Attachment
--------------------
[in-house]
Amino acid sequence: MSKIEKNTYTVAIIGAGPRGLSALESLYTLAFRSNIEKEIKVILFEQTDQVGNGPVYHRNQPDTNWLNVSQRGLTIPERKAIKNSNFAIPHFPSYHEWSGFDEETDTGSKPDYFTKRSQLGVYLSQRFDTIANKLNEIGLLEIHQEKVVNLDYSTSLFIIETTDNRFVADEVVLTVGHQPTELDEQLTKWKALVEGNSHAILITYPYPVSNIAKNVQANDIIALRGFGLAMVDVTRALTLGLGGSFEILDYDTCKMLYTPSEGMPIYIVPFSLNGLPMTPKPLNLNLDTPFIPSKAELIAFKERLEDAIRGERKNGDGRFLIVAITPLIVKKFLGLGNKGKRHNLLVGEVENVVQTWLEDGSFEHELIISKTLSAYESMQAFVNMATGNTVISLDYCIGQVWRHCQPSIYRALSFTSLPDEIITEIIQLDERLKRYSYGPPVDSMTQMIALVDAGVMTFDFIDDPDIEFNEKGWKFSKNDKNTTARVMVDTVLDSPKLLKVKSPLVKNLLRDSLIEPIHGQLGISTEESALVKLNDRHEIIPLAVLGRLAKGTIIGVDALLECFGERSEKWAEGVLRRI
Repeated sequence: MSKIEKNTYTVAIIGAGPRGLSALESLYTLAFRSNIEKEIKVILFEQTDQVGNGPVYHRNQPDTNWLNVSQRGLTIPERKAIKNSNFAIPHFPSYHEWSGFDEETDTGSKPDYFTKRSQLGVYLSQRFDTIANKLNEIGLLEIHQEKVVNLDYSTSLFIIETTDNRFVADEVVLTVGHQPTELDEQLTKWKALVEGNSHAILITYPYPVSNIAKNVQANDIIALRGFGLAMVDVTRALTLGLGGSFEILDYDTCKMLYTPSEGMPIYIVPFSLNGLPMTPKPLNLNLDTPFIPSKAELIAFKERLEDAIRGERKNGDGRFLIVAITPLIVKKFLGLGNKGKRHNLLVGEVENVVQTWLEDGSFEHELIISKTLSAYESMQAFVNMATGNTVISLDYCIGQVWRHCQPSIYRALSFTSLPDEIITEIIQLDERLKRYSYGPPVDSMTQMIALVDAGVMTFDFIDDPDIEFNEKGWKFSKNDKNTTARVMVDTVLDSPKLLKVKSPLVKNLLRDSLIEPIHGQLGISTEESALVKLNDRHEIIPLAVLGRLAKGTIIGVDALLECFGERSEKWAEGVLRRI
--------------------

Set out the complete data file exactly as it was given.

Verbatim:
[in-house]
Amino acid sequence: MSKIEKNTYTVAIIGAGPRGLSALESLYTLAFRSNIEKEIKVILFEQTDQVGNGPVYHRNQPDTNWLNVSQRGLTIPERKAIKNSNFAIPHFPSYHEWSGFDEETDTGSKPDYFTKRSQLGVYLSQRFDTIANKLNEIGLLEIHQEKVVNLDYSTSLFIIETTDNRFVADEVVLTVGHQPTELDEQLTKWKALVEGNSHAILITYPYPVSNIAKNVQANDIIALRGFGLAMVDVTRALTLGLGGSFEILDYDTCKMLYTPSEGMPIYIVPFSLNGLPMTPKPLNLNLDTPFIPSKAELIAFKERLEDAIRGERKNGDGRFLIVAITPLIVKKFLGLGNKGKRHNLLVGEVENVVQTWLEDGSFEHELIISKTLSAYESMQAFVNMATGNTVISLDYCIGQVWRHCQPSIYRALSFTSLPDEIITEIIQLDERLKRYSYGPPVDSMTQMIALVDAGVMTFDFIDDPDIEFNEKGWKFSKNDKNTTARVMVDTVLDSPKLLKVKSPLVKNLLRDSLIEPIHGQLGISTEESALVKLNDRHEIIPLAVLGRLAKGTIIGVDALLECFGERSEKWAEGVLRRI
Repeated sequence: MSKIEKNTYTVAIIGAGPRGLSALESLYTLAFRSNIEKEIKVILFEQTDQVGNGPVYHRNQPDTNWLNVSQRGLTIPERKAIKNSNFAIPHFPSYHEWSGFDEETDTGSKPDYFTKRSQLGVYLSQRFDTIANKLNEIGLLEIHQEKVVNLDYSTSLFIIETTDNRFVADEVVLTVGHQPTELDEQLTKWKALVEGNSHAILITYPYPVSNIAKNVQANDIIALRGFGLAMVDVTRALTLGLGGSFEILDYDTCKMLYTPSEGMPIYIVPFSLNGLPMTPKPLNLNLDTPFIPSKAELIAFKERLEDAIRGERKNGDGRFLIVAITPLIVKKFLGLGNKGKRHNLLVGEVENVVQTWLEDGSFEHELIISKTLSAYESMQAFVNMATGNTVISLDYCIGQVWRHCQPSIYRALSFTSLPDEIITEIIQLDERLKRYSYGPPVDSMTQMIALVDAGVMTFDFIDDPDIEFNEKGWKFSKNDKNTTARVMVDTVLDSPKLLKVKSPLVKNLLRDSLIEPIHGQLGISTEESALVKLNDRHEIIPLAVLGRLAKGTIIGVDALLECFGERSEKWAEGVLRRI